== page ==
This page aims to put together some answers to frequently asked clinical questions.
Stowood takes no responsibility for the accuracy of anything on this page, please consult a skilled practitioner for confirmation before acting on any of these suggestions.
Please contact us if you have anything you’d like us to add.
Sleep recorders for personal use
Q: I need to have a sleep study performed as soon as possible as I suspect I may have a problem that is affecting my job/ relationships/ life. Can I buy a sleep recorder from Stowood and use it on myself?
A: There is no law about us selling you a device in the UK, but we highly discourage individuals from purchasing devices. This is because you will not be able to get treatment unless your study has been performed and analysed by a recognised sleep professional. Instead, we recommend you talk to your local sleep service, who may offer fast-track sleep screening for those who need it. See the Sleep Apnoea Trust (SATA) website for more consumer-level information.
Q: Does oximetry alone allow recognition of sleep apnoea?
A: From Thorax, “Oximetry alone allowed recognition of a moderate or severe sleep apnoea syndrome”.
From Am J Respir Crit Care Med. “the ability of physicians to predict the outcome of continuous positive airway treatment in individual patients is not significantly better with polysomnography than with home oximeter based monitoring”
From Western Journal of Medicine, “screening for obstructive sleep apnea using only oximetry will not obviate the need for further study in a symptomatic patient. The electroencephalogram may not be essential, but, in addition to oximetry and clinical assessment, a measurement of respiratory activity and of leg movements is probably needed in the evaluation for this disorder as further refinement of the interpretation of the oximetry tracing is undertaken.”
Q: Does it matter which oximeter I choose to perform a sleep test?
A: From Chest, “…oximeter choice affected whether the AHI reached the critical cutoff …”
Polygraphy (PG) (limited channel/ ambulatory) studies
Q: Is polysomnography better than polygraphy for diagnosis of obstructive sleep apnoea?
A: From Ann Intern Med., “PSG confers no advantage over the ambulatory approach in terms of diagnosis and CPAP titration.”
Q: Are nasal prongs as good or better than a thermistor?
A: From Chest, “The incorporation of nasal prongs in routine full-night studies is an attainable technical option that provides adequate recordings in most cases. Additionally, relevant information not scored by thermistors is obtained on flow-related respiratory events, thus increasing diagnostic accuracy.”
Q: How does Respiratory Inductive Plethysmography compare to nocturnal esophageal pressure for the Diagnosis of Upper Airway Resistance Syndrome?
A: From Chest, “The sensitivities and specificities, respectively, of RIP to distinguish UARS patients from non-UARS patients are from stage 2 sleep (67%, 80%), immediately prior to arousals (100%, 100%).”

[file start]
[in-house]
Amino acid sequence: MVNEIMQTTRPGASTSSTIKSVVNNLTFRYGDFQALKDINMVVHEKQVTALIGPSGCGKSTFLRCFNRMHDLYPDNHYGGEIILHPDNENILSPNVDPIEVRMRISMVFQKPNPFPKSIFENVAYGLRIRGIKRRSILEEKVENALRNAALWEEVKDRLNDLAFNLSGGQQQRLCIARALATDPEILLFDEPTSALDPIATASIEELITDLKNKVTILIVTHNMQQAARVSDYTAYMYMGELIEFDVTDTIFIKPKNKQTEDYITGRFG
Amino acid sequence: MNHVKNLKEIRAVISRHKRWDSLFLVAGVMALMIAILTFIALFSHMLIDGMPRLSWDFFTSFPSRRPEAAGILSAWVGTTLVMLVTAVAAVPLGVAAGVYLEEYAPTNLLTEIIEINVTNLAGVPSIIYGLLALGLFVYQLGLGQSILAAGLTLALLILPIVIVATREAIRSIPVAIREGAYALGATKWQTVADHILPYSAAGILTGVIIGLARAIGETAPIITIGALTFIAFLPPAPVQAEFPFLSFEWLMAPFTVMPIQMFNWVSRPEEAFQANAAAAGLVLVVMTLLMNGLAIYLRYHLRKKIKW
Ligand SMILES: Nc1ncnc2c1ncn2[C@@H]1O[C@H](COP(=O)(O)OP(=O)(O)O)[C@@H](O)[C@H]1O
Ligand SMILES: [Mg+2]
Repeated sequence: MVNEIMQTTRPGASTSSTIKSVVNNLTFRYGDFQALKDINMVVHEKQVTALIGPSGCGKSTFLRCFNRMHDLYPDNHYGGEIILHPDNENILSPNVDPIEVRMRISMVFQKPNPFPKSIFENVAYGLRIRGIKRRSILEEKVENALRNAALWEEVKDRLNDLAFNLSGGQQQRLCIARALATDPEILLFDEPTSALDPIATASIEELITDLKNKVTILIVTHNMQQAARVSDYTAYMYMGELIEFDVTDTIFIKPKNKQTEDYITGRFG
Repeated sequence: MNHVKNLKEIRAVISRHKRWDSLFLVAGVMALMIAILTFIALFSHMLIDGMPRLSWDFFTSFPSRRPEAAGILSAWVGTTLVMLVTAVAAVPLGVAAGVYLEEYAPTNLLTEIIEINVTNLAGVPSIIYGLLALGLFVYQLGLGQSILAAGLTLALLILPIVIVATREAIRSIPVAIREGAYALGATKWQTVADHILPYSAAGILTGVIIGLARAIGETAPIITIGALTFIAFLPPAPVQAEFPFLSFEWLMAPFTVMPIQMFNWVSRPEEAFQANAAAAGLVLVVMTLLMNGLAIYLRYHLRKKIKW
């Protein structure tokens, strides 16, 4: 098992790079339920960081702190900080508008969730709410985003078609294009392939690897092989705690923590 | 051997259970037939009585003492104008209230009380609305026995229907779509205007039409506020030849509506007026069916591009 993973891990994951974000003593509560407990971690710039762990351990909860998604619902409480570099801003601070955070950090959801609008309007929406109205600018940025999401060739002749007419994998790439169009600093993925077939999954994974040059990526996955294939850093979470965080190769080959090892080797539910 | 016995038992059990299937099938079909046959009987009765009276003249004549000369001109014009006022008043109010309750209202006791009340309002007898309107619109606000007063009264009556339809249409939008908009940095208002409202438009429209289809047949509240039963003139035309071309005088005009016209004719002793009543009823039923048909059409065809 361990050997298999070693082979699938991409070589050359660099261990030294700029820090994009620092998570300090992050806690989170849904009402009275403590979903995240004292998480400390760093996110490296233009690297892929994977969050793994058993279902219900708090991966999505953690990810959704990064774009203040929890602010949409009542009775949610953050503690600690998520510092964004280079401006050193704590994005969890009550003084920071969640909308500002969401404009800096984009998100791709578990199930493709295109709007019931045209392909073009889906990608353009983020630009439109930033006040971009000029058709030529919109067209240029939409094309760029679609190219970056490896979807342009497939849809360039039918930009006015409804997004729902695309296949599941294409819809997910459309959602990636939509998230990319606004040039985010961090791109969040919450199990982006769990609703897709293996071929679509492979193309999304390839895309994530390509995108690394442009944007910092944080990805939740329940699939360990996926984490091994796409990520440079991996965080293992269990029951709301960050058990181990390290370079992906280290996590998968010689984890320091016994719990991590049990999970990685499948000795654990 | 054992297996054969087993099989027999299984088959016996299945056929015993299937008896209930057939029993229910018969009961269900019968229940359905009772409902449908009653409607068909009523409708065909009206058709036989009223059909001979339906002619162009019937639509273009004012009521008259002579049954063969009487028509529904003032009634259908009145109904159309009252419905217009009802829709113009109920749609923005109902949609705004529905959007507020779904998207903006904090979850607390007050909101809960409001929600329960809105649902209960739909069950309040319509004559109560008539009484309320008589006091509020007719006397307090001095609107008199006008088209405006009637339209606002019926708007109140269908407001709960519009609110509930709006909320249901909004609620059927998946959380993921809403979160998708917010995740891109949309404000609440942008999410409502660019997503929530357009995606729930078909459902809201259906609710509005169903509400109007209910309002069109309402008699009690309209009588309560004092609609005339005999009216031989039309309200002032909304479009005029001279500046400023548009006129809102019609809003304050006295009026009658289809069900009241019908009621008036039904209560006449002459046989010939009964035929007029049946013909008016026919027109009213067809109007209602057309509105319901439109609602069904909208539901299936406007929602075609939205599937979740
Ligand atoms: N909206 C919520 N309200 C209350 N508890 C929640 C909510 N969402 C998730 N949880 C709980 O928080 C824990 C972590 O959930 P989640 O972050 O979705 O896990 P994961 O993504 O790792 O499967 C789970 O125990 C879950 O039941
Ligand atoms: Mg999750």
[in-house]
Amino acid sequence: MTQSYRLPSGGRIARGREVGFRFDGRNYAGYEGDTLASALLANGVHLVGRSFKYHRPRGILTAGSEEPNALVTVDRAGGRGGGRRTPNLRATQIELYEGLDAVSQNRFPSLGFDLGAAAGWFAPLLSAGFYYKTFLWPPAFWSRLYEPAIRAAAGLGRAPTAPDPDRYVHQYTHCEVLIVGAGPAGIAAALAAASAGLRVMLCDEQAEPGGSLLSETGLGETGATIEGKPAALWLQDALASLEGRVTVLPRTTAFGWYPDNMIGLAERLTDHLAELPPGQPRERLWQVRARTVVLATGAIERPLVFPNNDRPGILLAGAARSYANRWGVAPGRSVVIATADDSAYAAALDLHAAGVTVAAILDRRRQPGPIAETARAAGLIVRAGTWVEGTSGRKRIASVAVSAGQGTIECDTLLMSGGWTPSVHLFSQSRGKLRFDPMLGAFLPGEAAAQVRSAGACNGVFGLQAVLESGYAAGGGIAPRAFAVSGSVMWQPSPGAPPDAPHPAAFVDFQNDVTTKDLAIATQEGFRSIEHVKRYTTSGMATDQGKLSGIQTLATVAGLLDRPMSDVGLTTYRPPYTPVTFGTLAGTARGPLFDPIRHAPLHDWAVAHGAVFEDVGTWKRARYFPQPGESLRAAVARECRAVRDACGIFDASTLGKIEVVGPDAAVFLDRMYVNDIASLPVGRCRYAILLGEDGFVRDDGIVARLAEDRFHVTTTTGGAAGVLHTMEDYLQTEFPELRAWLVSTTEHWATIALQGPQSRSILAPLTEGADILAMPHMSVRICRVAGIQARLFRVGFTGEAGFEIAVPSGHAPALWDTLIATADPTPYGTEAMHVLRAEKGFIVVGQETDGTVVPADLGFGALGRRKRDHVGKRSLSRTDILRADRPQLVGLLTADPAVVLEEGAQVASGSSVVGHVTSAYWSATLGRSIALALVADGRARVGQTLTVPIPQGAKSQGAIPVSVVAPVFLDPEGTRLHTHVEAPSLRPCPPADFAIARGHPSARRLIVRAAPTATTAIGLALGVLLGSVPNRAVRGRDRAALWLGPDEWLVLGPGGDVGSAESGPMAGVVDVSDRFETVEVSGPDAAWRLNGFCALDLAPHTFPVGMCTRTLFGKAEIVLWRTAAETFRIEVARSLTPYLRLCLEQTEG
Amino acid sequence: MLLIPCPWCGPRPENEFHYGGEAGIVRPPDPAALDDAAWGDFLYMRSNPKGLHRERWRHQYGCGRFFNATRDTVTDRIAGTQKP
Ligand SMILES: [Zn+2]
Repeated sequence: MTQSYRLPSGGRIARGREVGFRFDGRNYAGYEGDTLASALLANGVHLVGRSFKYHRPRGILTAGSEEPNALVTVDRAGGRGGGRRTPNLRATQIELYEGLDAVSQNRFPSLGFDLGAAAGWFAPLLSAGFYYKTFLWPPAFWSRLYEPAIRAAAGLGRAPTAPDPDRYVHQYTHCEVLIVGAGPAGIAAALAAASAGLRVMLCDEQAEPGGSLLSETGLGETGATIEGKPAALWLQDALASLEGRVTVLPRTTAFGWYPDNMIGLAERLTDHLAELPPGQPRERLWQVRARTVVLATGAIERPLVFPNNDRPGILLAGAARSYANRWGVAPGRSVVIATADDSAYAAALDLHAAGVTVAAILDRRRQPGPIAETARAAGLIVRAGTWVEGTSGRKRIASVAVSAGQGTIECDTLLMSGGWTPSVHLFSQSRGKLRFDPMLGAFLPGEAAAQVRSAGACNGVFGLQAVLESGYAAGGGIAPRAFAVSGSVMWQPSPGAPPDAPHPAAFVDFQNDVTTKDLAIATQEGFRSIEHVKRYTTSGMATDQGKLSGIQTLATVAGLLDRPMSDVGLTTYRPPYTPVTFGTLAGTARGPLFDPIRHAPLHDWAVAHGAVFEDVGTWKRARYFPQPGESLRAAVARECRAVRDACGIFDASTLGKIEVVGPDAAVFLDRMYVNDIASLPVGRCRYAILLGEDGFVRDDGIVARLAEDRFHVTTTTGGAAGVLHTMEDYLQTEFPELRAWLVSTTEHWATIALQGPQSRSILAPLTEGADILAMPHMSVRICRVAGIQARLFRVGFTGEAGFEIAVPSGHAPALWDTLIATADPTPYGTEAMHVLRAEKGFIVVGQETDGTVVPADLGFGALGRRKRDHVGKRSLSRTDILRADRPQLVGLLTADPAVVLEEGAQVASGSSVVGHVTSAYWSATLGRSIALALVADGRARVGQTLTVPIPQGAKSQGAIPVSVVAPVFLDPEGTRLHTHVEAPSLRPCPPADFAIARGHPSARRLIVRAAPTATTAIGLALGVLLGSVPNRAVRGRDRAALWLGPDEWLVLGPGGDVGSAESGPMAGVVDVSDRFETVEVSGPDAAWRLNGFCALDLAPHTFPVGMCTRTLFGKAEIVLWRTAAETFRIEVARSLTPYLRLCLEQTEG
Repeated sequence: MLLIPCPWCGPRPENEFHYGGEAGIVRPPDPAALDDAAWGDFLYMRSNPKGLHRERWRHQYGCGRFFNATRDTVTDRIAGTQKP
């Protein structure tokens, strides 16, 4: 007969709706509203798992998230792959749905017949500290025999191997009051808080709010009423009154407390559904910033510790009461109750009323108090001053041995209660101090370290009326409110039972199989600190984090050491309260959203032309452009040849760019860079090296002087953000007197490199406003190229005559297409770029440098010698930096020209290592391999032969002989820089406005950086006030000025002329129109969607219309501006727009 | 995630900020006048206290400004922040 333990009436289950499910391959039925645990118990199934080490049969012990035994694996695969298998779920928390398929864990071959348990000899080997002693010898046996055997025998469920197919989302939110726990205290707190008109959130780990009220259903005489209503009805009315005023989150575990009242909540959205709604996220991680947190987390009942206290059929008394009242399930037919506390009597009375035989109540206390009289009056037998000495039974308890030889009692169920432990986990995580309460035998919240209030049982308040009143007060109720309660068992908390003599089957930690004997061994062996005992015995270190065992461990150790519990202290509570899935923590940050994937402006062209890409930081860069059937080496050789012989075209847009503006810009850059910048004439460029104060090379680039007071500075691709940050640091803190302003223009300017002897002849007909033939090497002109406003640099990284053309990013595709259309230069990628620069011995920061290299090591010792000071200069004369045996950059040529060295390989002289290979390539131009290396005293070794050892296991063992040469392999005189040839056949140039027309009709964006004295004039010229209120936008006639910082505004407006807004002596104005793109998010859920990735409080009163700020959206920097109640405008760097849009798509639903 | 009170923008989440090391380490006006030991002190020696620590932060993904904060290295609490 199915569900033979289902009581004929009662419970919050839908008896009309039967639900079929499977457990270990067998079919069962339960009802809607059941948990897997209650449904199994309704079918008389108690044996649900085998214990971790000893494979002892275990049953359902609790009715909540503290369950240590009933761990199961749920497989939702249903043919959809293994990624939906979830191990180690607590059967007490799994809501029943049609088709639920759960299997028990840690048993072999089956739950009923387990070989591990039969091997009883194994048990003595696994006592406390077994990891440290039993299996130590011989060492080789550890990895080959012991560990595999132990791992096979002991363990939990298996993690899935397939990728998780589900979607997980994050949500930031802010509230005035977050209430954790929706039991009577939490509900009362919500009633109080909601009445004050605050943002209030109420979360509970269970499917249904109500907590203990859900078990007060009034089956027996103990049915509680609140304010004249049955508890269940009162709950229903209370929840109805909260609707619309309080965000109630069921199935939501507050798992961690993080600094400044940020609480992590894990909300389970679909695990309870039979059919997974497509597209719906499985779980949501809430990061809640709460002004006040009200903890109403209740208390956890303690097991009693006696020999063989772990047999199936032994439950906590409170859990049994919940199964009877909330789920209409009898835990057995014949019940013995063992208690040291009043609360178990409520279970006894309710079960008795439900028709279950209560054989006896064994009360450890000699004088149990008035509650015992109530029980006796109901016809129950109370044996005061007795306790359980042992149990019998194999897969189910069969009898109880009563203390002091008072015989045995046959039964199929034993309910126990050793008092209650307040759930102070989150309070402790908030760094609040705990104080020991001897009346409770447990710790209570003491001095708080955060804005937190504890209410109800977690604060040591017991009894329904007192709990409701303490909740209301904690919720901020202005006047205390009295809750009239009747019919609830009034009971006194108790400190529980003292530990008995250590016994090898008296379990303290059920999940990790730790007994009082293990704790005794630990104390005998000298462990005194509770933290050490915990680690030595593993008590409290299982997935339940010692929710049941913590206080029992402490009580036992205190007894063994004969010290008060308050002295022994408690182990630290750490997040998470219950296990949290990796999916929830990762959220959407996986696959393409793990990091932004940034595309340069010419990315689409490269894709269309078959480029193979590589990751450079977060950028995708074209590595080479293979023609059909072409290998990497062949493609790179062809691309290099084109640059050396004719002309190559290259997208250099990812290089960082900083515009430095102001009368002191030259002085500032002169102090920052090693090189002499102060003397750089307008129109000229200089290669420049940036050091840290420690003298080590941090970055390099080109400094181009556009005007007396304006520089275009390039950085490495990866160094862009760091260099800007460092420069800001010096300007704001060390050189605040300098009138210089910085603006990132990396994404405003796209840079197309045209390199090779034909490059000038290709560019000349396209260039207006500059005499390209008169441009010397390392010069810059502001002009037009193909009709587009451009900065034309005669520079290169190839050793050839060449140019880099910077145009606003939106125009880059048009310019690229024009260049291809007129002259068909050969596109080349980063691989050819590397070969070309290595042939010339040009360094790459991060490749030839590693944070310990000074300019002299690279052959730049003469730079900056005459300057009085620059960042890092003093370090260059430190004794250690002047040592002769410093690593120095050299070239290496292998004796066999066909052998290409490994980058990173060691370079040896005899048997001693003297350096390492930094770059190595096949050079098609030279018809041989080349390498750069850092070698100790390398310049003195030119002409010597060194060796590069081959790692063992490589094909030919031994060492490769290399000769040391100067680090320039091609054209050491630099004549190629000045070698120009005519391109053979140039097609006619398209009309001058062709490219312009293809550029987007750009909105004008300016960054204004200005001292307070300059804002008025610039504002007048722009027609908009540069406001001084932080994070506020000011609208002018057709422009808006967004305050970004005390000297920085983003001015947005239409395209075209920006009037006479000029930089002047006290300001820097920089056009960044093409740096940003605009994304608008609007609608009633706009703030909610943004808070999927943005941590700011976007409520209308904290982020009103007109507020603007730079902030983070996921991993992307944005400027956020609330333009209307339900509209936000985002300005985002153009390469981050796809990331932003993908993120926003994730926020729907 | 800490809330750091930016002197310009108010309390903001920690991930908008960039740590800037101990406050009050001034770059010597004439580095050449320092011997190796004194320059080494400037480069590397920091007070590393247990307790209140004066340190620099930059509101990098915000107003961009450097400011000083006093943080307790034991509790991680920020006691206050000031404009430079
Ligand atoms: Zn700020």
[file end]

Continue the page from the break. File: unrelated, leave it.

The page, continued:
Q: Are sleep studies worth doing on children suspected of having sleep related upper airway obstruction?
A: From the BMJ Journal Archives of Disease in Childhood, “In children with suspected SRUAO, sleep studies do contribute to assessing the need for operation, the likelihood of postoperative respiratory failure, or as a baseline or outcome measure in intervention studies.”
Q: Can you suggest reference values for home PG in primary schoolchildren?
A: Consult this article in Pediatric Research
Q: How can I measure obstructive events in children?
A: Polygraphy and pulse transit time- from Pediatric Research, “in children, PTT arousals are a more sensitive measure of obstructive events than visible EEG arousals”.
From Arch Otolaryngol Head Neck Surg. , “for mild OSAHS, PTT was barely adequate and did not significantly outperform pulse oximetry. Pulse transit time may be a useful tool to evaluate moderate to severe sleep-related breathing disorders in children”
Q: What information can I get from the pulse oximeter derived photoplethysmographic (PPG) signals?
A: Vertical narrowing (systolic to diastolic) of the beat-to-beat photoplethysmographic signal occurs on arousal as the sympathetic activity to the peripheral arterioles increases and reduces the amplitude with which the blood vessels pulsate with the arrival of each pulse. From J Clin Sleep Med., “PPG-derived data compare well with simultaneous in-lab PSG in the diagnosis of suspected OSA among patients with and without cardiopulmonary comorbidities”.
From Medicine (Baltimore). “The tested PPG approach yielded acceptable results compared to the gold standard PSG among moderate to severe OSA patients.”
Notes: The Black series and Visi-Download display PPG.
Stowood’s range of ambulatory monitors are here
Polysomnography (PSG) studies
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Stowood’s range of polysomnography/ lab systems is here
Q: How many times do I need to perform an Osler test on a patient in a day?
A: Fig1 in J. Sleep Res. (1997) 6, 142-145 “A behavioural test to assess daytime sleepiness in obstructive sleep apnoea” may show that the results at each time of the four runs during the day are very similar. The MWT and original Osler were 4/day.
Page 1622 (top right) in Am J Respir Crit Care Med. 2001 Jun;163(7):1619-25 “Microsleep during a Simplified Maintenance of Wakefulness Test: A Validation Study of the OSLER Test” suggests two is as good as four but did not look at one.
Page 476 (line 11 discussion) and the abstract in Am J Respir Crit Care Med. 2002 Aug 15;166(4):474-8 “Analysis of Error Profiles Occurring during the OSLER Test: a sensitive mean of detecting fluctuations in vigilance in patients with obstructive sleep apnea syndrome.” claim that one at 9am is a good as the four averaged.